THE MEMPHIS SOUND: A CASE STUDY OF MUSIC AND INTEGRATION IN MID-CENTURY AMERICA
How has Memphis music culture provided one example of art’s capacity to challenge the racial boundaries that have so often structured American life?
In the early 1950s, Elvis Presley, the future “King of Rock and Roll,” would wander down to the Beale Street area of Memphis on breaks from his job as an usher at Loew’s Theater. Beale Street was a predominantly black part of Memphis. As a white teenager in a segregated city, Elvis was crossing a line. But he was enthralled by African-American life. Window-shopping for clothes at establishments like Lansky Bros. and expressing his love for the music he heard coming from black Memphis, Elvis was resisting racial norms. Beale Street had an energy he couldn’t ignore. With its rich musical history and bustling shops, many of them owned by African-Americans, that part of town had a vibrancy that appealed to many, both black and white. At the level of culture, it was impossible to segregate Memphis.
Memphis is just one example within a larger, national story about music and culture providing an alternative to the systems of segregation, official and unofficial, that defined American life during the 1950s and 60s. In large cities such as Los Angeles, Chicago, Detroit, and New York City, as well as smaller communities like Muscle Shoals, Alabama, music played a powerful role in breaking down racial boundaries. Segregation had been written into American law through legislation such as the 1896 Supreme Court decision Plessy vs. Ferguson, which established the mandate of “separate but equal” as a basis for the oppressive Jim Crow laws. And segregationist policies did not only affect the South. Prior to the 1954 landmark decision of Brown vs. Board of Education, states as far West as Wyoming and Arizona had school segregation codes. And blacks in northern cities like Boston, New York, and Philadelphia were denied certain job, housing, and loan opportunities.
This lesson will explore how Memphis, set against this backdrop, was one musical city that would change how America viewed race relations. The 1960s Soul music recorded in Memphis was a blend of black and white styles, combining elements of Country, R&B, Gospel, and Pop. And Memphis musicians like Elvis Presley, and later the Mar-Keys and Booker T. and the MGs, became powerful examples of a national trend wherein art and culture challenged racial norms. One turning point occurred in 1957, when siblings Jim Stewart and Estelle Axton founded Satellite Records and soon changed their company’s name to “Stax.” Stewart and Axton, both white, established their headquarters on McLemore Avenue in a predominantly black Memphis neighborhood. They made a decision to open their studio and offices to any person with talent, regardless of skin color; like Presley’s refusal to hide his love for African-American culture, these were bold moves in a city that was still widely segregated.
The musicians who performed and played on Stax recordings were no strangers to the effects of a city divided by skin color. In the mixed-race ensemble Booker T. and the MGs, all of the musicians had graduated from segregated Memphis schools. But music brought them together across institutionalized color lines. When Booker T. and the MGs released their breakthrough hit “Green Onions” in 1962, there were still many restaurants in the South where the band could not sit down together for a hamburger – even with a hit song at No. 3 on the Billboard Pop singles chart.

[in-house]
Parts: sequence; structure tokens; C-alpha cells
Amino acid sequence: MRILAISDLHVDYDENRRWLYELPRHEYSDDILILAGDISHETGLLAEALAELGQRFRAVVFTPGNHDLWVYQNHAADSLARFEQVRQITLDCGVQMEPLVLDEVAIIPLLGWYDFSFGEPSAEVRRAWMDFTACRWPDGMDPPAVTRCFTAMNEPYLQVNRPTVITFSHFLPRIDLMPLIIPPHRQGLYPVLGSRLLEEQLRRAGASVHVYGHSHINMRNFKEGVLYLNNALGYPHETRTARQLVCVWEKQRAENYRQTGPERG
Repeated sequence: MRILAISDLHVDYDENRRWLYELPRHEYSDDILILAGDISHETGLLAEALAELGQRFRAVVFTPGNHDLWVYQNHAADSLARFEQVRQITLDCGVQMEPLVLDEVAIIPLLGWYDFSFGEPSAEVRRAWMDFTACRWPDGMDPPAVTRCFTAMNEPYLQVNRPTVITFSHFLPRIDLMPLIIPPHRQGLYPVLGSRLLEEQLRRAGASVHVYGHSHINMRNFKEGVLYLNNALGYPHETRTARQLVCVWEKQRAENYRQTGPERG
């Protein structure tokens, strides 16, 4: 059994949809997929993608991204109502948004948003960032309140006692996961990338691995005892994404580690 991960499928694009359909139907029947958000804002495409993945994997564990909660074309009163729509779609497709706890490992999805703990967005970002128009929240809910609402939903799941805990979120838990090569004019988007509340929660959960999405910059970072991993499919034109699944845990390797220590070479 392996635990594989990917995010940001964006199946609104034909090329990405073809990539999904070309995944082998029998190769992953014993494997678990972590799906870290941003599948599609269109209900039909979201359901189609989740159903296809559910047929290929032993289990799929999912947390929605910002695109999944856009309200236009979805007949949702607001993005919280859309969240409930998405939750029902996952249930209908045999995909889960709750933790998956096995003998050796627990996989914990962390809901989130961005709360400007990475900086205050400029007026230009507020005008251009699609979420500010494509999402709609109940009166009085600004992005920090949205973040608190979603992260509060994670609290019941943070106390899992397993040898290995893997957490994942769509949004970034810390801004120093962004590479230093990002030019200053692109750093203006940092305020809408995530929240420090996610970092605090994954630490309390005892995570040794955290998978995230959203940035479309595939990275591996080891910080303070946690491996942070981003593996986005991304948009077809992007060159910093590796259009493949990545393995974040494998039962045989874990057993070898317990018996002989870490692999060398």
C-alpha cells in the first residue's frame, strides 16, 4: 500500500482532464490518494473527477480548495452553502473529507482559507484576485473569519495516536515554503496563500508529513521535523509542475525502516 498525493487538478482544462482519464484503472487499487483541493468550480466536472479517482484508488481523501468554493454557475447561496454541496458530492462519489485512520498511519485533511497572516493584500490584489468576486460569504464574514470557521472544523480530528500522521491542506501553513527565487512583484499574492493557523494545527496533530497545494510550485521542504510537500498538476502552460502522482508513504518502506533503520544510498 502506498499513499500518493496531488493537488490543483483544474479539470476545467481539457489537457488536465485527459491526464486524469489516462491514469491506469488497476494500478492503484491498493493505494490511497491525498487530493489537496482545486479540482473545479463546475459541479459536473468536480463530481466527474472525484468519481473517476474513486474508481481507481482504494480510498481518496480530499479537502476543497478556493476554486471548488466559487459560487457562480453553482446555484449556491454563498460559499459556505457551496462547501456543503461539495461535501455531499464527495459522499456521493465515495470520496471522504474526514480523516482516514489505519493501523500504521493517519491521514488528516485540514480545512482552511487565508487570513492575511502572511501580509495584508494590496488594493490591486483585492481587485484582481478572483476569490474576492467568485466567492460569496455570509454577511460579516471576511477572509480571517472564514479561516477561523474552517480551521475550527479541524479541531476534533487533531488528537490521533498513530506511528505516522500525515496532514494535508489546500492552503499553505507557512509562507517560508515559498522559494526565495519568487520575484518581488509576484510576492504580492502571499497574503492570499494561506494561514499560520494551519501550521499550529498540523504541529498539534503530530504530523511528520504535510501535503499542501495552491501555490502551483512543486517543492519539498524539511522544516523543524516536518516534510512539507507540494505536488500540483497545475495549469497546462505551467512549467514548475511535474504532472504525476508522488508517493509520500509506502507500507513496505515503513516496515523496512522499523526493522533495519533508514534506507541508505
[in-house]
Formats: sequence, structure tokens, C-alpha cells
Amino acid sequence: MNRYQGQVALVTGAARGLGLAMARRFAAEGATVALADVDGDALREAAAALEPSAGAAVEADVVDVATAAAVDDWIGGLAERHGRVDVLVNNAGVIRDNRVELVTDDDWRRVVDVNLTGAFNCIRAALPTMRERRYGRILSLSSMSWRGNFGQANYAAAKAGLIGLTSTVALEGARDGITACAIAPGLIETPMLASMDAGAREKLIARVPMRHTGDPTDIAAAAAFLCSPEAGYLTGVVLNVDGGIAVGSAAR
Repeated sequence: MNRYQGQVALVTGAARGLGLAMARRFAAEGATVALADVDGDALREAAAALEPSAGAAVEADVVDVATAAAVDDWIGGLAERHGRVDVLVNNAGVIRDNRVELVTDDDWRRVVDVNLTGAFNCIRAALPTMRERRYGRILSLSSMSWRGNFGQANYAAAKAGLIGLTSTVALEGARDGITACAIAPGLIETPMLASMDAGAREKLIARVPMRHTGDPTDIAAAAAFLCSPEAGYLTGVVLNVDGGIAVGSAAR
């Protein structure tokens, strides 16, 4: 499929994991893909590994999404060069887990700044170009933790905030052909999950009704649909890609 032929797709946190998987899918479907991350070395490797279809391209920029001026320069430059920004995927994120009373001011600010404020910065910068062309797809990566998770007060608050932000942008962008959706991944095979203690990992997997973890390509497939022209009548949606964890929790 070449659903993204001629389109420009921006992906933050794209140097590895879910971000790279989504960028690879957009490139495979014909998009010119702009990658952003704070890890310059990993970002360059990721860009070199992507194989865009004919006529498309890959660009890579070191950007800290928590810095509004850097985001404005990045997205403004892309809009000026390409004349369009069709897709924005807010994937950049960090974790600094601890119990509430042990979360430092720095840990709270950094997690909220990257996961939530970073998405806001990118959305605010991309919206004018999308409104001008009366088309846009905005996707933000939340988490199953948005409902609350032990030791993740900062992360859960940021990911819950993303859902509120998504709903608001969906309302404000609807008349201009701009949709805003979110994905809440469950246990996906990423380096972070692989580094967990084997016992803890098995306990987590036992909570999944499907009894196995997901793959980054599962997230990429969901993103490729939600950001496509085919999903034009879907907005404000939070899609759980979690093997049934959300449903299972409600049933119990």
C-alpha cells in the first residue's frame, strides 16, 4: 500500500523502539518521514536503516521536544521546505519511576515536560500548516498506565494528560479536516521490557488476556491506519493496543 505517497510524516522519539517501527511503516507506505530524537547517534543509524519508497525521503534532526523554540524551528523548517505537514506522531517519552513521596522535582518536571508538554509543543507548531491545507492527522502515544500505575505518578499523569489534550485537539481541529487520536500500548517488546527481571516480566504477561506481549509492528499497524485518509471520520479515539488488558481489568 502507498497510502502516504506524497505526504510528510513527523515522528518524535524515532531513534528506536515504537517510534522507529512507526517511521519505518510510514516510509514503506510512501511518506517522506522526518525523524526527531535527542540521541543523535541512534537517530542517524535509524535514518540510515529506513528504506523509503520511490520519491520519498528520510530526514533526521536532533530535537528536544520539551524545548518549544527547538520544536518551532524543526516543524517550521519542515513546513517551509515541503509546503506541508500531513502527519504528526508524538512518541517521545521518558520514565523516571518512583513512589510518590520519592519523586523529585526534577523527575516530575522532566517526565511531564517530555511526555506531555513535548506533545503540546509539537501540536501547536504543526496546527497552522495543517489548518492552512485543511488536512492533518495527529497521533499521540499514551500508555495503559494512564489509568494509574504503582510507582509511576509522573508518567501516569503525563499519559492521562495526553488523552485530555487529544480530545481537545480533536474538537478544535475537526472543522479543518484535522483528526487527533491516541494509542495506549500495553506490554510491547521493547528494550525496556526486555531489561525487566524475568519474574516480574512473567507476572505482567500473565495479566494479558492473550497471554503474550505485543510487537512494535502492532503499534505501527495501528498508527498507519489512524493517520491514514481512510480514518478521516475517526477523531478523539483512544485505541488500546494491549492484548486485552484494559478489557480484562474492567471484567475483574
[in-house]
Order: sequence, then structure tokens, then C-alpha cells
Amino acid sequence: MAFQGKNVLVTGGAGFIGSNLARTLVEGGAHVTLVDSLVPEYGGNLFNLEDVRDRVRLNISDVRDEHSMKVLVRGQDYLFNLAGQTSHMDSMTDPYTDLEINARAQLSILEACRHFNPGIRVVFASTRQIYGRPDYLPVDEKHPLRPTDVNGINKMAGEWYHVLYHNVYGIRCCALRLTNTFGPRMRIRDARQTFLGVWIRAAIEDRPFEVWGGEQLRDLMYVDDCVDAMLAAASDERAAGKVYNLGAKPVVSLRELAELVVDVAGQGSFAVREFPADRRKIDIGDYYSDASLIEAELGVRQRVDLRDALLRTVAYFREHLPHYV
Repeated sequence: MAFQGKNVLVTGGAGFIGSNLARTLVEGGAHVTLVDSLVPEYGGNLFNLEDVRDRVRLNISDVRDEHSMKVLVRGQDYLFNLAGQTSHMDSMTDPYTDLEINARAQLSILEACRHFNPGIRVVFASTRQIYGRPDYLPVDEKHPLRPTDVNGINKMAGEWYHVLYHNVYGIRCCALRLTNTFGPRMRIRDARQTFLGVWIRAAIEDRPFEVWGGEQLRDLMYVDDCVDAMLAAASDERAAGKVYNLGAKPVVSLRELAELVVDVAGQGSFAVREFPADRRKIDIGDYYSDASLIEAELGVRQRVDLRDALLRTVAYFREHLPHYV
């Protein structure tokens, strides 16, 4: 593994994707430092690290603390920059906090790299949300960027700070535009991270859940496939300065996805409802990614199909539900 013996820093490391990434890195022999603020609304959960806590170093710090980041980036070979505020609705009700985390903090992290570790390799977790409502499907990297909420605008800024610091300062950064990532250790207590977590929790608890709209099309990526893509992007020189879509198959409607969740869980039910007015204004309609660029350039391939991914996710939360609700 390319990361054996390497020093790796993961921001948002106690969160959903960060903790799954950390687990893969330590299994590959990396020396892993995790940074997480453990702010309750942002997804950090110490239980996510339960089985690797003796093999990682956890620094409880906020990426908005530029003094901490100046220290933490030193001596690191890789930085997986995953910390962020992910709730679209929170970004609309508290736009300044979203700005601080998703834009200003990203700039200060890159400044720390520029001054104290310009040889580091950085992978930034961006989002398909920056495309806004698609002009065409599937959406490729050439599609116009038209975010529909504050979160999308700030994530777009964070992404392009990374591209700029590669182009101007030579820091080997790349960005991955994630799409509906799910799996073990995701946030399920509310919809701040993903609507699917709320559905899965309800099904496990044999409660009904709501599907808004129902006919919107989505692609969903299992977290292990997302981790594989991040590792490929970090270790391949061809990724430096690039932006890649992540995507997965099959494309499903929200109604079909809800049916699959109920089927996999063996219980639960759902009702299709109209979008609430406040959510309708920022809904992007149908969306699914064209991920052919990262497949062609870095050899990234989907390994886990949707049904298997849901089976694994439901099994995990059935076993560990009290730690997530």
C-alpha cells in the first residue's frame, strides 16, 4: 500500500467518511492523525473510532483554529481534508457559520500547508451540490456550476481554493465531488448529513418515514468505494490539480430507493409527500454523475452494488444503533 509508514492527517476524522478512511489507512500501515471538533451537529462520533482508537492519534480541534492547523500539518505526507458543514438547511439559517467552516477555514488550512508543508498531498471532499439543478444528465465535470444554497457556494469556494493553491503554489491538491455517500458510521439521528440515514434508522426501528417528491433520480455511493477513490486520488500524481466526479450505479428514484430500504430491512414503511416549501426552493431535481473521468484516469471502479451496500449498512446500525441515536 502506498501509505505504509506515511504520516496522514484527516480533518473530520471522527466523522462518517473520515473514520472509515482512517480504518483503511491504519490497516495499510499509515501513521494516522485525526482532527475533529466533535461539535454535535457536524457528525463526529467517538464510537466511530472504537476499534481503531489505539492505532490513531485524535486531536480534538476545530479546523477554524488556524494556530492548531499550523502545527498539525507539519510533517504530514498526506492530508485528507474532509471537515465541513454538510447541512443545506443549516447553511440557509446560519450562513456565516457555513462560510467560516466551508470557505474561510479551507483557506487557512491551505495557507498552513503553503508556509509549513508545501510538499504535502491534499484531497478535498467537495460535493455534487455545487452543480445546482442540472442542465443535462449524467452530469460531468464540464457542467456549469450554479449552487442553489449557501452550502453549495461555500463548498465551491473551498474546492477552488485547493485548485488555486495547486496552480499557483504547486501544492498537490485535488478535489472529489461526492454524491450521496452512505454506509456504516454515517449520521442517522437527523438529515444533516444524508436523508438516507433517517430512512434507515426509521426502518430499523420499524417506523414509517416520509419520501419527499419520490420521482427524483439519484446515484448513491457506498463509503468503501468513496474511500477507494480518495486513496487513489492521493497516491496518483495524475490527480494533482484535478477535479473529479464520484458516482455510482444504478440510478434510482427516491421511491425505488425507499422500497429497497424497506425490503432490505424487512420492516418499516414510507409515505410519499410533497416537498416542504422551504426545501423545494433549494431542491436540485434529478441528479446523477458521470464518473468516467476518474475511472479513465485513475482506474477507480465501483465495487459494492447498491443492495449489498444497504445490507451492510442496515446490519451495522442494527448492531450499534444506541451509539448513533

In this lesson, students embark on a “walking tour” of Memphis, using the city as a case study through which to view complex race relations and integration issues that affected communities across the U.S. While plotting points of historical interest on a map, students consider how artists such as Elvis, the Mar-Keys, and Booker T. and the MGs resisted social norms through their music and performances. Listening to oral history from Stax owner Jim Stewart, students explore how an integrated record label operated in the middle of a segregated community and was able to create a unique and powerful Soul sound that signaled a shift in race relations in America.
Video pages: Booker T and the MGs - Green Onions (1967) | Sam and Dave - Hold On (1966) | Jim Stewart - Racial Integration at Stax (2007) | Otis Williams - Segregation in the South (2006) | Rev. Martin Luther King, Jr. and Harry Belafonte - The Merv Griffin Show (1967) | Images from Beale Street (1939-1956) | Ku Klux Klan march in Washington D.C. (1928) | The Mar-Keys - Last Night (1961)
Upon completion of this lesson, students will:
Set up the room with eight sites using Handout 1: Walking Tour Locations. Sites 1-3 can be placed close together at the front of the classroom. These three locations will be visited as a class before breaking up into groups to visit Sites 4-8.
Play video clip of Stax artists Sam and Dave performing “Hold On, I'm Comin'” in 1966, backed by Booker T. and the MGs. Ask students to privately reflect upon the artsists' performances and the emotions conveyed during the song. Have students jot down their reactions. [Note to teacher: Students will return to these initial reflections at the end of the lesson.]
1. Show the class archival newsreel footage of a 1925 Ku Klux Klan march in Washington D.C. in Washington, D.C. where, according to the New York Times, an estimated “50,000 to 60,000 white-robed men and women marched.” Ask students:
Explain that the first branch of the KKK was founded in 1866 in Pulaski, Tennessee by a small group of Confederate veterans who violently opposed Reconstruction policies. By the 1920s, there were 4 million members nationwide.
The Commercial Appeal took a bold stand and, in 1923, it won the Pulitzer Prize "for its courageous attitude in the publication of cartoons and the handling of news in reference to the operations of the Ku Klux Klan.”
How might The Commercial Appeal, a newspaper in a city with an estimated 10,000 Klansmen, be taking a risk in criticizing the activities of the KKK?
3. Despite some institutions like The Commercial Appeal taking a stance against racist extremism, many cities in the South remained a deeply segregated into the 1950s and 60s, including Memphis. Distribute Handout 2: Systems of Segregation and direct students to Part 1: Jim Crow Laws. Students can read over this section individually, or you can invite student volunteers to read it aloud.
4. Play the video “Images of Beale Street, 1939-1956” featuring photographs of Beale Street and music from B.B. King’s “You Upset Me Baby,” a song that reached No. 1 on the Billboard Rhythm and Blues chart in 1956.